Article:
Severe weather conditions become the new normal

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Many areas in Gauteng and Kwazulu-Natal came to a standstill as devastating hailstorms, torrential rain and strong winds tore off roofs, flooded roads, smashed windows and cars, uprooted trees and walls, and tragically claimed three lives.  The increased frequency of extreme weather events over the past couple of years has been marked and left consumers and insurers counting the toll of weather related catastrophes.

According to ClimateWise, a coalition of global insurers, brokers and industry service providers, weather-related catastrophes such as floods, windstorms and droughts have increased 600% since the 1950’s and have cost the world economy $170bn in 2016 alone, five times more than the 1980’s and taking huge leap up from the $103billion in losses recorded in 2015.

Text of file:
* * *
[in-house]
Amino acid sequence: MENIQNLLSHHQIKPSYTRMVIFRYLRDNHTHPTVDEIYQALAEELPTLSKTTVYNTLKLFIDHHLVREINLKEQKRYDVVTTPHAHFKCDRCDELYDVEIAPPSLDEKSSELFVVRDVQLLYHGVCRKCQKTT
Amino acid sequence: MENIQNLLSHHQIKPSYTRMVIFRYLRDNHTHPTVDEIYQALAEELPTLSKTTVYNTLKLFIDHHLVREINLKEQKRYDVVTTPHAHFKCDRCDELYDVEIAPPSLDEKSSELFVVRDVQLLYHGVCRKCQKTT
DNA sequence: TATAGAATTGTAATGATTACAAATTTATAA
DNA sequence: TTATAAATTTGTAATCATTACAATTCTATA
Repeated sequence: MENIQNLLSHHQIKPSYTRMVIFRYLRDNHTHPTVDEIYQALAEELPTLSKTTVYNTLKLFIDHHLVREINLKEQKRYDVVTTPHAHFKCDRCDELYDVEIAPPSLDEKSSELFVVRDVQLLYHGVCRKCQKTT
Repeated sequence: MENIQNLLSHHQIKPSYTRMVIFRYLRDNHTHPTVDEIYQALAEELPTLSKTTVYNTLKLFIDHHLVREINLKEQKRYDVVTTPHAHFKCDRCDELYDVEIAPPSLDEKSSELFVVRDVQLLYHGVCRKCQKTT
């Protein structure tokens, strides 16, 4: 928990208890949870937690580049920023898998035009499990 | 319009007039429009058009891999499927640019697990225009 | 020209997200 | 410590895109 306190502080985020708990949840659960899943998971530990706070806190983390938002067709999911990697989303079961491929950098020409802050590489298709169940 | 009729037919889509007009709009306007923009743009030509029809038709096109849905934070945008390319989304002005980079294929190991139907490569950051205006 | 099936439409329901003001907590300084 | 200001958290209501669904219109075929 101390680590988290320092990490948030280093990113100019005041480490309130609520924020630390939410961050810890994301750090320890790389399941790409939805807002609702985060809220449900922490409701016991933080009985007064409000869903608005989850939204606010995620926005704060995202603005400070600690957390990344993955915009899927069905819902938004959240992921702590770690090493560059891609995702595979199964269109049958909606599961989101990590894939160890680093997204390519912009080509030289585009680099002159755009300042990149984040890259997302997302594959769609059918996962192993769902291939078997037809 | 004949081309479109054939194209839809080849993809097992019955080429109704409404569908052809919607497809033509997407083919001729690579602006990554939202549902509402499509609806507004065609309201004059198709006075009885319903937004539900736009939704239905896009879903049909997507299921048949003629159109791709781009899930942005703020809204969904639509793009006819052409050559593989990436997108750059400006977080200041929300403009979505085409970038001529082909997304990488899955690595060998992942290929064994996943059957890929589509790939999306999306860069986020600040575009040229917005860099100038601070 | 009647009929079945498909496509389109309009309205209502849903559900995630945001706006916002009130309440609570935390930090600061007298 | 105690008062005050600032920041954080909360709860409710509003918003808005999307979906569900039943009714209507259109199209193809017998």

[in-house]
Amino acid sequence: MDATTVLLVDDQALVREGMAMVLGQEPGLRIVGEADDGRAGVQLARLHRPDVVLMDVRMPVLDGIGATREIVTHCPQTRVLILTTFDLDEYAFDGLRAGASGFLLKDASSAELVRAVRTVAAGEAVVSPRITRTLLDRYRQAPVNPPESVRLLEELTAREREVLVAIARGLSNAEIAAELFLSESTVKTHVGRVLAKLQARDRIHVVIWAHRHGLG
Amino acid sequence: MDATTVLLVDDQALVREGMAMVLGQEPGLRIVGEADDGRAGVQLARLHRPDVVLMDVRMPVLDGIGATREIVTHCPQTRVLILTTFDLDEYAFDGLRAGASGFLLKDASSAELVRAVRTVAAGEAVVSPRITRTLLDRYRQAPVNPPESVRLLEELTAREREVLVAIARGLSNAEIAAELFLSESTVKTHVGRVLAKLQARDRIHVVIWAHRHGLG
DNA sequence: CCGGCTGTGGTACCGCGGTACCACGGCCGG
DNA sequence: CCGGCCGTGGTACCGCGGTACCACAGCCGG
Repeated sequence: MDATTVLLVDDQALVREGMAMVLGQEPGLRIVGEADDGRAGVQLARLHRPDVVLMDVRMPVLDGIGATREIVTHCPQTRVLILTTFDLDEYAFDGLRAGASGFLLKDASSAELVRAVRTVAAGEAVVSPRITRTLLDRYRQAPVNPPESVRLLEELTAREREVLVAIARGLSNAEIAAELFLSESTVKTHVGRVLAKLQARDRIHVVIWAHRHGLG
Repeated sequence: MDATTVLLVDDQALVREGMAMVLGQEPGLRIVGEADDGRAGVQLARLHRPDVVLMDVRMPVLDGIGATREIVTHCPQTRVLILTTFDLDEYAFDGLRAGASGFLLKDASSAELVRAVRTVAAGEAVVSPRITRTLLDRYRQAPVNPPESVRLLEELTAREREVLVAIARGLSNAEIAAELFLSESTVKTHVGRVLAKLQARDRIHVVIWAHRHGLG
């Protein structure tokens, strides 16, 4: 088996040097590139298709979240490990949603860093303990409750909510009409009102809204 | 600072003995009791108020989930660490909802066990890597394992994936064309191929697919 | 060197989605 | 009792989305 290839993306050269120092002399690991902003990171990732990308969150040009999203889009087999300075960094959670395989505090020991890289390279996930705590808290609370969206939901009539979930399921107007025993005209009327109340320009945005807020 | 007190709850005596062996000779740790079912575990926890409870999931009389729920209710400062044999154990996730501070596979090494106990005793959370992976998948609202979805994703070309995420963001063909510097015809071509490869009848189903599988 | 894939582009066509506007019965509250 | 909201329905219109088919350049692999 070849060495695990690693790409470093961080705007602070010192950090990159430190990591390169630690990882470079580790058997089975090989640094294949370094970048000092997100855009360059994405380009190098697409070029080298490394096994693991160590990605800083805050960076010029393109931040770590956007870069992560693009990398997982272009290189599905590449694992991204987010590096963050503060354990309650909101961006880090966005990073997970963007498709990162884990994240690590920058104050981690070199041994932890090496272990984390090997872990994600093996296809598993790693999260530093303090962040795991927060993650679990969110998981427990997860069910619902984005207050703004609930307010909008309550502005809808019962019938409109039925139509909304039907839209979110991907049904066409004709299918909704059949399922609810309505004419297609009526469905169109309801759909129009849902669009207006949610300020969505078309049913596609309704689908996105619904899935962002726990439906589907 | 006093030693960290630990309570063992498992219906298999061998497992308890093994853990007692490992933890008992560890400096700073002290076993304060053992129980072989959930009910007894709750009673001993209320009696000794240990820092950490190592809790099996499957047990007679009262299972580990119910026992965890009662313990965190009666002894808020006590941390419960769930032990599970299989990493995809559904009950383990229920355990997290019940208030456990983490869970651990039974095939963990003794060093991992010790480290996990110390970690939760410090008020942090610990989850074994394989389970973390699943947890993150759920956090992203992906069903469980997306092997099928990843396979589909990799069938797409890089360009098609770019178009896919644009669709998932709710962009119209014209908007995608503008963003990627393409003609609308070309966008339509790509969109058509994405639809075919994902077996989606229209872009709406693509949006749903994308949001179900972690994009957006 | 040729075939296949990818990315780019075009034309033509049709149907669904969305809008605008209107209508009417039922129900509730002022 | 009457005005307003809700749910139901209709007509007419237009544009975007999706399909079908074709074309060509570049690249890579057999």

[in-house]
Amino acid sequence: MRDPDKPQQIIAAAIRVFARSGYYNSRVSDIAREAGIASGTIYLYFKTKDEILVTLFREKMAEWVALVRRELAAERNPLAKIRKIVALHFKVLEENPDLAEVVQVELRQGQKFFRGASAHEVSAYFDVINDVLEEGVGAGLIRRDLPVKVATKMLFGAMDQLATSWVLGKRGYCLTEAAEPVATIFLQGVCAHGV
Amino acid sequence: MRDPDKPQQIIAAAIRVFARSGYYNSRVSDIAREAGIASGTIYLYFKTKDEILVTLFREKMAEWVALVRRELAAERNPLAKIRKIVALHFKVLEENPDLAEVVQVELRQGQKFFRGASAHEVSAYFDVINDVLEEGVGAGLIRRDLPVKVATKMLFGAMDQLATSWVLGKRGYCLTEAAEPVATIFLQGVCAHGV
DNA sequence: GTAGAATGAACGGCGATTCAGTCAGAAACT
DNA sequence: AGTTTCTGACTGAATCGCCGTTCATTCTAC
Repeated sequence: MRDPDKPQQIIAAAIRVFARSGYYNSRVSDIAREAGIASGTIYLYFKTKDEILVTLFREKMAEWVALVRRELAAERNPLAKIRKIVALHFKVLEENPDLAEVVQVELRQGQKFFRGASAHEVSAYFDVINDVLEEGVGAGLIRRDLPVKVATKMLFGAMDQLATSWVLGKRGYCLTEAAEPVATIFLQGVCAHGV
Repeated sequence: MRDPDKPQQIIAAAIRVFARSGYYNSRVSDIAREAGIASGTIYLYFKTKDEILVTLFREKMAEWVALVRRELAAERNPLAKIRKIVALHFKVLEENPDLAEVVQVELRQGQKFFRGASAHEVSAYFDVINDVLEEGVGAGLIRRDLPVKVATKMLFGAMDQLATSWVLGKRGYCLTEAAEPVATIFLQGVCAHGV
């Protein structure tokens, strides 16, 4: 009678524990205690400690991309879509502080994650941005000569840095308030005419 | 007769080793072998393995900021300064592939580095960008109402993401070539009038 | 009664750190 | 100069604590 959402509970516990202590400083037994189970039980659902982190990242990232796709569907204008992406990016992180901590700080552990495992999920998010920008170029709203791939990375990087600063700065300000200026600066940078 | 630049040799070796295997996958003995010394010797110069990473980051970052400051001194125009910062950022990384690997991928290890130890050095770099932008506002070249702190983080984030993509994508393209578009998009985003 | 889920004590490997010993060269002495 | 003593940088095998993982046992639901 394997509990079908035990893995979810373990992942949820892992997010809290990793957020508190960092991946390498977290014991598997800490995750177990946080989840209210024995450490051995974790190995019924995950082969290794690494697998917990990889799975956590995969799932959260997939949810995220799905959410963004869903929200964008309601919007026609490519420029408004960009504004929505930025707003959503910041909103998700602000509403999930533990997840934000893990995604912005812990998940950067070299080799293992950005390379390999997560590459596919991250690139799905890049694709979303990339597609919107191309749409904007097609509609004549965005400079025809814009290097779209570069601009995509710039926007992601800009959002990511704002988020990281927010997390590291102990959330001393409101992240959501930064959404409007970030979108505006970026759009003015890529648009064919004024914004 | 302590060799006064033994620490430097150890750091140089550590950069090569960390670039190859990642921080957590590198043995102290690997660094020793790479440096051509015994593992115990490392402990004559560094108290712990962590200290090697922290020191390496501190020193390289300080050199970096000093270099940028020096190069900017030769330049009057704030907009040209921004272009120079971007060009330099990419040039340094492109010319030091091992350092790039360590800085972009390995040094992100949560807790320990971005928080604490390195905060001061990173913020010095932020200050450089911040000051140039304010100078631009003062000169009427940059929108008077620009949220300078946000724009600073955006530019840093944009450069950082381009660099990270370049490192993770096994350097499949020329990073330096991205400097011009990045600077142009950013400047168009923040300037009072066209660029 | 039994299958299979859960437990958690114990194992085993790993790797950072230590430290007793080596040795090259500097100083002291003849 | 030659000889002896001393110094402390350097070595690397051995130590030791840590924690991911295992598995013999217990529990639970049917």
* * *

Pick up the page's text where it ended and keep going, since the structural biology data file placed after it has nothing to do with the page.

Closer to home flood events in 2016 racked up losses of R700m in insured losses, while the recent Knysna fires and Cape Town storms in June clocked in at over R4billion in damages.  Alarmingly, the gap between the cost of weather catastrophes and the insured values is growing.

Read more on how to update your insurance in the next issue of NewsHorn on 25 Oct 2017.